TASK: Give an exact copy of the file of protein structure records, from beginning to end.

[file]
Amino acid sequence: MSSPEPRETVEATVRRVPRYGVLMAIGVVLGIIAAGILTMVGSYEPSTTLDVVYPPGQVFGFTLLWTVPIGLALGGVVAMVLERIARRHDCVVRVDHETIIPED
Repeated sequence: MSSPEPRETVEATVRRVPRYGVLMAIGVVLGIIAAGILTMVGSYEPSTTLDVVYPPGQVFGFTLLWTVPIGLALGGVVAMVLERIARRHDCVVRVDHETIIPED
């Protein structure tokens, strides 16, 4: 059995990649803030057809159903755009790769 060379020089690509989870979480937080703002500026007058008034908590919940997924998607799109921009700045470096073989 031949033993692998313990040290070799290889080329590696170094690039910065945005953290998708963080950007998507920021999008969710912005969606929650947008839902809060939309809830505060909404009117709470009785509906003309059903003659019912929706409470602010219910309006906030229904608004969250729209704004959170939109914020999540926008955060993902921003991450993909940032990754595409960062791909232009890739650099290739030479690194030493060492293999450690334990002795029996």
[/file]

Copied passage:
Amino acid sequence: MSSPEPRETVEATVRRVPRYGVLMAIGVVLGIIAAGILTMVGSYEPSTTLDVVYPPGQVFGFTLLWTVPIGLALGGVVAMVLERIARRHDCVVRVDHETIIPED
Repeated sequence: MSSPEPRETVEATVRRVPRYGVLMAIGVVLGIIAAGILTMVGSYEPSTTLDVVYPPGQVFGFTLLWTVPIGLALGGVVAMVLERIARRHDCVVRVDHETIIPED
């Protein structure tokens, strides 16, 4: 059995990649803030057809159903755009790769 060379020089690509989870979480937080703002500026007058008034908590919940997924998607799109921009700045470096073989 031949033993692998313990040290070799290889080329590696170094690039910065945005953290998708963080950007998507920021999008969710912005969606929650947008839902809060939309809830505060909404009117709470009785509906003309059903003659019912929706409470602010219910309006906030229904608004969250729209704004959170939109914020999540926008955060993902921003991450993909940032990754595409960062791909232009890739650099290739030479690194030493060492293999450690334990002795029996």